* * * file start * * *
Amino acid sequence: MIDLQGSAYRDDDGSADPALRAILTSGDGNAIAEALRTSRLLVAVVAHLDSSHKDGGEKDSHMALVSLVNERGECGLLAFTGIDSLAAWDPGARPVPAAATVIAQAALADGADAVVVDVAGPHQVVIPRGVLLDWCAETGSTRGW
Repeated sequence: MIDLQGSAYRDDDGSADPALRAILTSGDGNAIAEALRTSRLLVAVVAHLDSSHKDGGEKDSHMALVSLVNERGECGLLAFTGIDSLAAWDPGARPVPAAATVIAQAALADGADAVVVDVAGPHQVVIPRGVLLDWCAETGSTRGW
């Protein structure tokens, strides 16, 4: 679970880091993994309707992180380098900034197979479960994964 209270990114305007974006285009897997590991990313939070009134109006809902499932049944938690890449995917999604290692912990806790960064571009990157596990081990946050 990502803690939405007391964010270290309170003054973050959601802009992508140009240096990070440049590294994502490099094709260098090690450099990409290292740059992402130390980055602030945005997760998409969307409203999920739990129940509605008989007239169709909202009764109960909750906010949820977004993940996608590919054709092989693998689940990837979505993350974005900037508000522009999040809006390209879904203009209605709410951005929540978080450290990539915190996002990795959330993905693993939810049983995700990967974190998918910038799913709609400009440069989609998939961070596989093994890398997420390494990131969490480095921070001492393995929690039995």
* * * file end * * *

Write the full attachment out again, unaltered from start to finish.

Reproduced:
Amino acid sequence: MIDLQGSAYRDDDGSADPALRAILTSGDGNAIAEALRTSRLLVAVVAHLDSSHKDGGEKDSHMALVSLVNERGECGLLAFTGIDSLAAWDPGARPVPAAATVIAQAALADGADAVVVDVAGPHQVVIPRGVLLDWCAETGSTRGW
Repeated sequence: MIDLQGSAYRDDDGSADPALRAILTSGDGNAIAEALRTSRLLVAVVAHLDSSHKDGGEKDSHMALVSLVNERGECGLLAFTGIDSLAAWDPGARPVPAAATVIAQAALADGADAVVVDVAGPHQVVIPRGVLLDWCAETGSTRGW
């Protein structure tokens, strides 16, 4: 679970880091993994309707992180380098900034197979479960994964 209270990114305007974006285009897997590991990313939070009134109006809902499932049944938690890449995917999604290692912990806790960064571009990157596990081990946050 990502803690939405007391964010270290309170003054973050959601802009992508140009240096990070440049590294994502490099094709260098090690450099990409290292740059992402130390980055602030945005997760998409969307409203999920739990129940509605008989007239169709909202009764109960909750906010949820977004993940996608590919054709092989693998689940990837979505993350974005900037508000522009999040809006390209879904203009209605709410951005929540978080450290990539915190996002990795959330993905693993939810049983995700990967974190998918910038799913709609400009440069989609998939961070596989093994890398997420390494990131969490480095921070001492393995929690039995």